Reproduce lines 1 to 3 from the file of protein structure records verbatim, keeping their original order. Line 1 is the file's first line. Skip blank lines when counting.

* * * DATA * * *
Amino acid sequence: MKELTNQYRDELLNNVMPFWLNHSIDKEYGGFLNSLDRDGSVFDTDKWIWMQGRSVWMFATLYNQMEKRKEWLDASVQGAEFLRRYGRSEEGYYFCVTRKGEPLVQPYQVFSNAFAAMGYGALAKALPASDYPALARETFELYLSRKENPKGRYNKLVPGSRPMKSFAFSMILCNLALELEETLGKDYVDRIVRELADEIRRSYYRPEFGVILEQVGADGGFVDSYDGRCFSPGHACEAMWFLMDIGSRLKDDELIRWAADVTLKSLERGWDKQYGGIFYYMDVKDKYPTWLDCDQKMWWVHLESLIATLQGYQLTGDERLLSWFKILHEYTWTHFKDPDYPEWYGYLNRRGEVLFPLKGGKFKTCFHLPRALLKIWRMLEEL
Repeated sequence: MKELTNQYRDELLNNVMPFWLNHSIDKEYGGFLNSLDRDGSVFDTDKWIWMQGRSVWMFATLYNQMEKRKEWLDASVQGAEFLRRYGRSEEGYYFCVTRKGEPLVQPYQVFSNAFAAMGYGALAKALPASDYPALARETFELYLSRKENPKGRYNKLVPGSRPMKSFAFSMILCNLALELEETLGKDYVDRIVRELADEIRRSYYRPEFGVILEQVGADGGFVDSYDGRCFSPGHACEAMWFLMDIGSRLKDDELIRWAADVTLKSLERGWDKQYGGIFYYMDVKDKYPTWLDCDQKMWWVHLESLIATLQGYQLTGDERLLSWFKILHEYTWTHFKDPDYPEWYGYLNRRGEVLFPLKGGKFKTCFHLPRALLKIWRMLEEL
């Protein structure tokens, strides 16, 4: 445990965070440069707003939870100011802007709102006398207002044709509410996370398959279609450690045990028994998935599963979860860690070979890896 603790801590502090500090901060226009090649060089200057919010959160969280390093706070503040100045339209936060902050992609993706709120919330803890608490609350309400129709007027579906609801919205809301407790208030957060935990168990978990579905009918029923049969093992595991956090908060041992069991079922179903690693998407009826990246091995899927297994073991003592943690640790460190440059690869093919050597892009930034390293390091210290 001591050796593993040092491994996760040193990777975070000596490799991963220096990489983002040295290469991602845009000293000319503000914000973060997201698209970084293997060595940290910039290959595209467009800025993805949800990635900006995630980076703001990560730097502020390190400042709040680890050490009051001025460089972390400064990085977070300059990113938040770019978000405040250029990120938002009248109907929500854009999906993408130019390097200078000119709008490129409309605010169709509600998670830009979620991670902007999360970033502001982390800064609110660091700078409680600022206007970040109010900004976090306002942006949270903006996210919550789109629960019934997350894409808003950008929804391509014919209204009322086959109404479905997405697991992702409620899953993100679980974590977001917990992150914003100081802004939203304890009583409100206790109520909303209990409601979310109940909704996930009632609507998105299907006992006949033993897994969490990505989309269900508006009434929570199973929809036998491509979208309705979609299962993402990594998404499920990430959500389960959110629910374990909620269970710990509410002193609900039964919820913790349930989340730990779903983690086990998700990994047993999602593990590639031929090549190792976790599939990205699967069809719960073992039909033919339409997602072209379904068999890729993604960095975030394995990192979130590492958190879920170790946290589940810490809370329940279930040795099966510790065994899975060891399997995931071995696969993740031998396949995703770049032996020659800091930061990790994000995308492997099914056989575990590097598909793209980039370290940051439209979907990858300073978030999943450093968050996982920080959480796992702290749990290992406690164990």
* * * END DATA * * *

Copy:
Amino acid sequence: MKELTNQYRDELLNNVMPFWLNHSIDKEYGGFLNSLDRDGSVFDTDKWIWMQGRSVWMFATLYNQMEKRKEWLDASVQGAEFLRRYGRSEEGYYFCVTRKGEPLVQPYQVFSNAFAAMGYGALAKALPASDYPALARETFELYLSRKENPKGRYNKLVPGSRPMKSFAFSMILCNLALELEETLGKDYVDRIVRELADEIRRSYYRPEFGVILEQVGADGGFVDSYDGRCFSPGHACEAMWFLMDIGSRLKDDELIRWAADVTLKSLERGWDKQYGGIFYYMDVKDKYPTWLDCDQKMWWVHLESLIATLQGYQLTGDERLLSWFKILHEYTWTHFKDPDYPEWYGYLNRRGEVLFPLKGGKFKTCFHLPRALLKIWRMLEEL
Repeated sequence: MKELTNQYRDELLNNVMPFWLNHSIDKEYGGFLNSLDRDGSVFDTDKWIWMQGRSVWMFATLYNQMEKRKEWLDASVQGAEFLRRYGRSEEGYYFCVTRKGEPLVQPYQVFSNAFAAMGYGALAKALPASDYPALARETFELYLSRKENPKGRYNKLVPGSRPMKSFAFSMILCNLALELEETLGKDYVDRIVRELADEIRRSYYRPEFGVILEQVGADGGFVDSYDGRCFSPGHACEAMWFLMDIGSRLKDDELIRWAADVTLKSLERGWDKQYGGIFYYMDVKDKYPTWLDCDQKMWWVHLESLIATLQGYQLTGDERLLSWFKILHEYTWTHFKDPDYPEWYGYLNRRGEVLFPLKGGKFKTCFHLPRALLKIWRMLEEL
């Protein structure tokens, strides 16, 4: 445990965070440069707003939870100011802007709102006398207002044709509410996370398959279609450690045990028994998935599963979860860690070979890896 603790801590502090500090901060226009090649060089200057919010959160969280390093706070503040100045339209936060902050992609993706709120919330803890608490609350309400129709007027579906609801919205809301407790208030957060935990168990978990579905009918029923049969093992595991956090908060041992069991079922179903690693998407009826990246091995899927297994073991003592943690640790460190440059690869093919050597892009930034390293390091210290 001591050796593993040092491994996760040193990777975070000596490799991963220096990489983002040295290469991602845009000293000319503000914000973060997201698209970084293997060595940290910039290959595209467009800025993805949800990635900006995630980076703001990560730097502020390190400042709040680890050490009051001025460089972390400064990085977070300059990113938040770019978000405040250029990120938002009248109907929500854009999906993408130019390097200078000119709008490129409309605010169709509600998670830009979620991670902007999360970033502001982390800064609110660091700078409680600022206007970040109010900004976090306002942006949270903006996210919550789109629960019934997350894409808003950008929804391509014919209204009322086959109404479905997405697991992702409620899953993100679980974590977001917990992150914003100081802004939203304890009583409100206790109520909303209990409601979310109940909704996930009632609507998105299907006992006949033993897994969490990505989309269900508006009434929570199973929809036998491509979208309705979609299962993402990594998404499920990430959500389960959110629910374990909620269970710990509410002193609900039964919820913790349930989340730990779903983690086990998700990994047993999602593990590639031929090549190792976790599939990205699967069809719960073992039909033919339409997602072209379904068999890729993604960095975030394995990192979130590492958190879920170790946290589940810490809370329940279930040795099966510790065994899975060891399997995931071995696969993740031998396949995703770049032996020659800091930061990790994000995308492997099914056989575990590097598909793209980039370290940051439209979907990858300073978030999943450093968050996982920080959480796992702290749990290992406690164990």